25 January 2017
LIGO: Highlights and Insights from a Year of Gravitational Wave Discoveries
The American Physical Society and The Optical Society invite members of the media and registered attendees of the
2017 APS Winter Meeting to attend a special ‘Speakeasy Science’ event
WASHINGTON – Astrophysicists have long sought to detect ripples in space-time called gravitational waves since they realized Albert Einstein’s 1916 general theory of relativity predicted their existence. But only some of the most massive astrophysical events, such as mergers of black holes and neutron stars, can produce gravitational waves strong enough to be detected on earth. Since the 1990s, research teams from the Laser Interferometer Gravitational Wave Observatory
(LIGO) have collectively tried to observe this phenomena. Nearly one year ago, the LIGO Scientific Collaboration announced to the world that the team had confirmed detection of gravitational waves, thus impacting the physical sciences for years to come.
The panel discussion, which is coordinated on behalf of The American Physical Society (APS
) and The Optical Society (OSA
), invite all members of local media and registered media attending the 2017 APS Winter Meeting to attend this very special discussion. Media attendees will be provided the opportunity to interview panelists following the program.
WHAT: LIGO: Highlights and Insights from a Year of Gravitational Wave Discoveries
WHEN: Monday, 30 January 2017
WHERE: Washington Marriott Wardman Park (Washington 5 Ballroom)
2660 Woodley Rd NW, Washington, DC 20008
TIME: 5:30 – 7:30 p.m.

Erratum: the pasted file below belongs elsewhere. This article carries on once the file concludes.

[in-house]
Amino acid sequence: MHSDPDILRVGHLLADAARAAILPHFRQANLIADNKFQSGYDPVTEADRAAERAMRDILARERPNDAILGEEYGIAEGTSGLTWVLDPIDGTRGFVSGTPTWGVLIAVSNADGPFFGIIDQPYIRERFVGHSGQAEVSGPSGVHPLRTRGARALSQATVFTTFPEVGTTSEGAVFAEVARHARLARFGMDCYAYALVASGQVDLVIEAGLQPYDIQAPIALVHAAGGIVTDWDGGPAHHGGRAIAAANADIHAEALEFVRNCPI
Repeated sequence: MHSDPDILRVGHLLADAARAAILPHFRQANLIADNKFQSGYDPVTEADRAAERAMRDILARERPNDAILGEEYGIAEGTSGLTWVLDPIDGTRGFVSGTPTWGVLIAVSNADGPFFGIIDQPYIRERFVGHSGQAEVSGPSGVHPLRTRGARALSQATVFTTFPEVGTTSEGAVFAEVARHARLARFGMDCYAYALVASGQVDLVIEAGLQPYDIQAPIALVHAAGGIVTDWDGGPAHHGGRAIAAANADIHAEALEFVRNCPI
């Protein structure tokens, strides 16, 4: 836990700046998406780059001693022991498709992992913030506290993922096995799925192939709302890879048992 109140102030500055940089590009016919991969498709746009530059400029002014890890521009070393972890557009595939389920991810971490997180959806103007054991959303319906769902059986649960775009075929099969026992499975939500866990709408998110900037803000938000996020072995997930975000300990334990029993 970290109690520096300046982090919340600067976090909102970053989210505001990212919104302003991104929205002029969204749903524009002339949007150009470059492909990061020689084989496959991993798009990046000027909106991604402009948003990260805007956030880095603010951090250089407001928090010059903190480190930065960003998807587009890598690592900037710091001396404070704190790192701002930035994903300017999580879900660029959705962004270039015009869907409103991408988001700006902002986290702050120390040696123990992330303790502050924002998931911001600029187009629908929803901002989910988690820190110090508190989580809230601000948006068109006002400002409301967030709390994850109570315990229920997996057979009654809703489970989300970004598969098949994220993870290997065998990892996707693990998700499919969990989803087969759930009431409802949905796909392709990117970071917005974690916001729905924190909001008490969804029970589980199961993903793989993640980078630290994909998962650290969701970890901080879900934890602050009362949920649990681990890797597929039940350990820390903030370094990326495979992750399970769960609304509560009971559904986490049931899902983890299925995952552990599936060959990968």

- Dr. Barry Barish, California Institute of Technology, Pasadena, CA
- Dr. Gabriela González, Louisiana State University, Baton Rouge, LA
- Dr. Richard Isaacson, National Science Foundation, Arlington, VA
- Dr. David Reitze, LIGO Observatory, California Institute of Technology, Pasadena, CA
- Dr. Virginia Trimble, University of California, Irvine, CA
About The American Physical Society
The American Physical Society is a non-profit membership organization working to advance and diffuse the knowledge of physics through its outstanding research journals, scientific meetings, education, outreach, advocacy and international activities. APS represents over 53,000 members, including physicists in academia, national laboratories and industry in the United States and throughout the world. Society offices are located in College Park, MD (headquarters), Ridge, NY, and Washington, DC.
About The Optical Society
Founded in 1916, The Optical Society (OSA) is the leading professional organization for scientists, engineers, students and business leaders who fuel discoveries, shape real-life applications and accelerate achievements in the science of light. Through world-renowned publications, meetings and membership initiatives, OSA provides quality research, inspired interactions and dedicated resources for its extensive global network of optics and photonics experts. For more information, visit osa.org/100